Divergence Eve Vol. 1

by Joe Luscik

At first glance, Divergence Eve seems like an anime that you might be able to pin down right away just by looking at the pictures and the description on the box and seeing some of the people behind it. With Divergence Eve, you might be partly right, but it won't give you the whole picture. For me, I can sum up Divergence Eve in one would and that is surprising. Though it had some of the elements that I was expecting, you can't take this one at face value.

For starters, Divergence Eve focuses on the actual sci-fi aspects of the story. There is some action, but for the most part it is heavy with dialogue and story driven. Most of the dialogue is fancy sci-fi jargon, but the show does have a lot of detail and twists. However, I'm still lost by the line "A place where people consider time in terms of sorrow." (Huh?) Now granted, sometimes it is difficult to take some of this seriously when you have characters that are going to have back problems by the time that they are fifteen, due to the size of their chests. This is something that we should get out of the way from the start. Yes, the characters have obscenely large chests, but that doesn't mean that the show is all style and no substance. This is where watching with an open mind helps.

The first episode actually takes place later in the story. Some shows have been able to pull this technique off well, Berserk for one, but I felt that in Divergence Eve, this was confusing, since this is an unknown sci-fi world and nothing is introduced at all. The episode, however, did manage to get me intrigued about the plot, so I guess that it served its purpose.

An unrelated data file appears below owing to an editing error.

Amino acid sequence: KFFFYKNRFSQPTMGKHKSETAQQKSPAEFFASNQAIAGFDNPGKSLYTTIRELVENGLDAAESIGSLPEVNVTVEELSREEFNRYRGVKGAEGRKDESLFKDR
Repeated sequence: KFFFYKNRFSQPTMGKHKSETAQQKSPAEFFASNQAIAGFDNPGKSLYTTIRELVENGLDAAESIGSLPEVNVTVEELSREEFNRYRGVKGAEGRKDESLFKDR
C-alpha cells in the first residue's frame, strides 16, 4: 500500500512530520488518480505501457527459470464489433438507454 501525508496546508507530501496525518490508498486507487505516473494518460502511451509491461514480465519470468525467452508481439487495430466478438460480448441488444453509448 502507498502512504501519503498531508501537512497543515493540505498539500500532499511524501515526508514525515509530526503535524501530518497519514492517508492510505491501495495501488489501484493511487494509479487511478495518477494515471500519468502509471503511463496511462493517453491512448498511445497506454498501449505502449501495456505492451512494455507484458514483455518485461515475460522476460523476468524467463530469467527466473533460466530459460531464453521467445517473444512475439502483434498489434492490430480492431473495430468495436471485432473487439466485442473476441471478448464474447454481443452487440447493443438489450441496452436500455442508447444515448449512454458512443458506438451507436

All of the following episodes begin with short clips of the past. I loved this idea. As the episodes progressed, the clips moved further into the future, getting closer to the actual time that the story takes place in. This does a great job of helping to explain how things got the way they are now by shedding a little bit more light on the past.

The first five episodes reveal to us a little bit about what this story is actually about. It's the 24th century, and mankind has learned a way to travel between parallel universes, so that they can travel great distances in very short amounts of time. The furthest outpost away is a place called Watchers Nest, where ten million people live. This is the place where ships arrive after they enter the passageway in Saturn's moon, Titan and pass through the gateway. However, a problem has appeared near Watchers Nest: unknown beings called "ghouls" have been appearing from the gate. These ghouls are causing problems by attacking Watchers Nest, and this is where our lovely cadets come in. Four women have been transported to Watchers Nest to complete their training, but as of now, none of them know exactly what they are preparing to fight. The ghouls that are appearing have been kept a secret from everyone, so only very few people even know about their existence.